Palaeoenvironmental and sea-level change.

  • S. Elton
  • Environmental Science, Geography
  • 2017
Ancient environmental and sea-level changes are very likely to have played key roles in primate speciation, extinction, adaptation, and dispersal. Most modern primates are ecologically dependent on



Eocene primates of South America and the African origins of New World monkeys

The platyrrhine primates, or New World monkeys, are immigrant mammals whose fossil record comes from Tertiary and Quaternary sediments of South America and the Caribbean Greater Antilles. The time

New World monkey origins

The oldest platyrrhine primate is identified at 36 million years ago, with features that suggest links to African anthropoids of similar age, and new fossils reinforce the African rafting source.

Extinct mammalian biodiversity of the ancient New World tropics.

  • B. MacFadden
  • Environmental Science, Geography
    Trends in ecology & evolution
  • 2006

An extinct monkey from Haiti and the origins of the Greater Antillean primates

A new extinct Late Quaternary platyrrhine from Haiti, Insulacebus toussaintiana, is described here from the most complete Caribbean subfossil primate dentition yet recorded, demonstrating the likely

Platyrrhine Ecophylogenetics in Space and Time

We are far from developing an informed synthesis regarding the evolution of New World Monkeys – probably decades away. For even with the important strides made over the past 30–40 years regarding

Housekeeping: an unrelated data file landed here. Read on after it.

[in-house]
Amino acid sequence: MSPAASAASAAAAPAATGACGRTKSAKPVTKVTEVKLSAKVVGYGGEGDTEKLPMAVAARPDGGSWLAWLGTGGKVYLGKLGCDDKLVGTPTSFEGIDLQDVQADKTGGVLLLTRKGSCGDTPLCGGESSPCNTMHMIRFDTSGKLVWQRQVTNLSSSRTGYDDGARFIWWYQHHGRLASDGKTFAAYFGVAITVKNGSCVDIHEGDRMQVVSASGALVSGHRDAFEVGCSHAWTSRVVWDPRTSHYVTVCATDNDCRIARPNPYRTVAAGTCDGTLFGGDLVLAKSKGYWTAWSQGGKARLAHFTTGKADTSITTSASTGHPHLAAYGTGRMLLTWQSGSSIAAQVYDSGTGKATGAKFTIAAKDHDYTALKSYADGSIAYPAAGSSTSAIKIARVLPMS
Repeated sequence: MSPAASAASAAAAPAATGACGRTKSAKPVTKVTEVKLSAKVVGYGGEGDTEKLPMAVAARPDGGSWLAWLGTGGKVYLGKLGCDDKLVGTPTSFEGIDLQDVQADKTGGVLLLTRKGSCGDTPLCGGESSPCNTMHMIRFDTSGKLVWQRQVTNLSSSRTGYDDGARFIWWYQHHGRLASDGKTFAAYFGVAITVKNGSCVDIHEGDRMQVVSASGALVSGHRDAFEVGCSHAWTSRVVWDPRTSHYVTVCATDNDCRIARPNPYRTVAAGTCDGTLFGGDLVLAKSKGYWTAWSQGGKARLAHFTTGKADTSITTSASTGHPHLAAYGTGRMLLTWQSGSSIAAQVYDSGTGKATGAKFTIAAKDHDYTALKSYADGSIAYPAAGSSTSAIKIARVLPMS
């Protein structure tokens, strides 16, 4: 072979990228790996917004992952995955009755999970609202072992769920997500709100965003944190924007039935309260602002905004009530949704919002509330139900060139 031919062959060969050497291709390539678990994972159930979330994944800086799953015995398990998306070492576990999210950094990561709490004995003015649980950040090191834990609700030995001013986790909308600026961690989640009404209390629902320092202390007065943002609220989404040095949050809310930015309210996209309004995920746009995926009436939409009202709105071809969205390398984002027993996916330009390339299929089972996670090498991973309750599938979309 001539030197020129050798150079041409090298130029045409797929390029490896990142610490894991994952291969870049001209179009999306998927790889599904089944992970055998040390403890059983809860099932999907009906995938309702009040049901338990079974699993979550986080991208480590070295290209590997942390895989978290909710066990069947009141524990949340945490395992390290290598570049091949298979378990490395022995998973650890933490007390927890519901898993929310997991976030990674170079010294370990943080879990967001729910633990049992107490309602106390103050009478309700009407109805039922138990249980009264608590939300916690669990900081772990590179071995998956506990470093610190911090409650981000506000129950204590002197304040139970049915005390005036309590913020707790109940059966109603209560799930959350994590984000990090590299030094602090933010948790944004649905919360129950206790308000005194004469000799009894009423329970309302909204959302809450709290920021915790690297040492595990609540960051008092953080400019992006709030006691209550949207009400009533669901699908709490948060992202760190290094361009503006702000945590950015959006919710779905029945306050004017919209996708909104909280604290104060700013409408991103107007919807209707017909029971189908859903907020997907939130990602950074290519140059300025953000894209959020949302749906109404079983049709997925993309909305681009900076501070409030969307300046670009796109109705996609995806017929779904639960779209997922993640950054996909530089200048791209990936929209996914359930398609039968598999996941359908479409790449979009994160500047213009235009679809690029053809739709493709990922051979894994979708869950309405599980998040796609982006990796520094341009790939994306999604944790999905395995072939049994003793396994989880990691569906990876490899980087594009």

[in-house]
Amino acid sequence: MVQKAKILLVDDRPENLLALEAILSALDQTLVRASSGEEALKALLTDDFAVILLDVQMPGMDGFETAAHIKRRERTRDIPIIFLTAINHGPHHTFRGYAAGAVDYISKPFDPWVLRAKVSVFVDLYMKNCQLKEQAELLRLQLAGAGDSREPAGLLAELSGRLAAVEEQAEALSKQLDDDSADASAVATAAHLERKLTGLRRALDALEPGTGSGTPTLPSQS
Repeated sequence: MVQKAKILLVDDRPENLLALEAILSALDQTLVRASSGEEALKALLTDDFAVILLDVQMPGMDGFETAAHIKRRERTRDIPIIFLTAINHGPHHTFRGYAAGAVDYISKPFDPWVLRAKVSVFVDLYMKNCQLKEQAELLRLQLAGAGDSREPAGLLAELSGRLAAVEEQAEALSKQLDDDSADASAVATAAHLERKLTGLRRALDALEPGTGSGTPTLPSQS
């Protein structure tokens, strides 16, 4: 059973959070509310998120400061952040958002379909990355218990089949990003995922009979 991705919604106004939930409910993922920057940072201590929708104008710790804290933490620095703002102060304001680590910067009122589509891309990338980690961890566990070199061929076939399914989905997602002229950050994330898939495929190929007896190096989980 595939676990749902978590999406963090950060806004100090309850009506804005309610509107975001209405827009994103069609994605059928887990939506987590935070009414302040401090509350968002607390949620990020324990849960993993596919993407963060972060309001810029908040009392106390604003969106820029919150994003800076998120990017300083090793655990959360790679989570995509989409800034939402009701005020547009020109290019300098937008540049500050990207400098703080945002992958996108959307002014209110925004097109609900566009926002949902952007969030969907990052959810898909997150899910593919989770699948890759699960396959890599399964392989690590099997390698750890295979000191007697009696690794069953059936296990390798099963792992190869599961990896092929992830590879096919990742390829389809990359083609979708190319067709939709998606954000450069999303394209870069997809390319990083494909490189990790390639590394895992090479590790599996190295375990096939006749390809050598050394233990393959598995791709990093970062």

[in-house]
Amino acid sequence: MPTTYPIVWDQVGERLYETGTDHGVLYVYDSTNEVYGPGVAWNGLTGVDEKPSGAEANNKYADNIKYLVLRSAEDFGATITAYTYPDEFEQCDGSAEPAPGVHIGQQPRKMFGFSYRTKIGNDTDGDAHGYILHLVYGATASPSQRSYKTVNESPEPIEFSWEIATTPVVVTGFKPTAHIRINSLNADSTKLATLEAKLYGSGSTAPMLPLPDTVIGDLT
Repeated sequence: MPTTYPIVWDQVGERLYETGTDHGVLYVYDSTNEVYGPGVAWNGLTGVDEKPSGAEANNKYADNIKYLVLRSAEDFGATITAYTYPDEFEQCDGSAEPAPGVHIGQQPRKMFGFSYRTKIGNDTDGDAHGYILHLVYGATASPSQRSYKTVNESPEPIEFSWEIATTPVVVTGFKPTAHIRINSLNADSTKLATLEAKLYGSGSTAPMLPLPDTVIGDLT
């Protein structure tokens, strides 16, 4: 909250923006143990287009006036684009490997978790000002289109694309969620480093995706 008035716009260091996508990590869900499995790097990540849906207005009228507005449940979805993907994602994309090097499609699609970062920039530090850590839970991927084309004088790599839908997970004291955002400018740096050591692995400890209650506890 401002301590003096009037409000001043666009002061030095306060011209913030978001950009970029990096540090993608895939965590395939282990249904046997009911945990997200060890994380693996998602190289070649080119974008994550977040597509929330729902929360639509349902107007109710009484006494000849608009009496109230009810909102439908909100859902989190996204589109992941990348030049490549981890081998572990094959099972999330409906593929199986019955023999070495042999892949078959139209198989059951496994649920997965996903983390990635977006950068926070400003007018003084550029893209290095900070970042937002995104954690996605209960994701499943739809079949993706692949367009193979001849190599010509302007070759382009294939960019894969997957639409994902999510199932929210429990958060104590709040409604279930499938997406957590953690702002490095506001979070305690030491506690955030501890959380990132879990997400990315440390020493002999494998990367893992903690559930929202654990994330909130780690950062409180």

Macroevolutionary Dynamics and Historical Biogeography of Primate Diversification Inferred from a Species Supermatrix

A robust molecular phylogeny for 70 primate genera and 367 primate species is generated based on a concatenation of 69 nuclear gene segments and ten mitochondrial gene sequences, most of which were extracted from GenBank to find support for the hypothesis that the most recent common ancestor of living Primates resided in Asia.

Lower Miocene Stratigraphy along the Panama Canal and Its Bearing on the Central American Peninsula

The new data sets demonstrate that the main axis of the volcanic arc in southern Central America more than likely existed as a peninsula connected to northern Central America and North America for much of the Miocene, which has profound implications for the understanding of the tectonic, climatic, oceanographic and biogeographic history related to the formation of the Isthmus of Panama.

The origin of platyrrhines: An evaluation of the Antarctic scenario and the floating island model.

  • A. Houle
  • Environmental Science
    American journal of physical anthropology
  • 1999
This paper evaluates whether protoplatyrrhines could have migrated to South America via Antarctica, and the floating island model is a plausible transoceanic mode of dispersal for land vertebrates like protoplateyrrhine, and whether a journey on a hypothetical floating island over the Paleogene Atlantic Ocean exceeds the survival limit.

New Early Miocene Protoceratids (Mammalia, Artiodactyla) from Panama

ABSTRACT Although Cenozoic protoceratid artiodactyls are known from throughout North America, species referred to the Miocene protoceratine Paratoceras are restricted to subtropical areas of the Gulf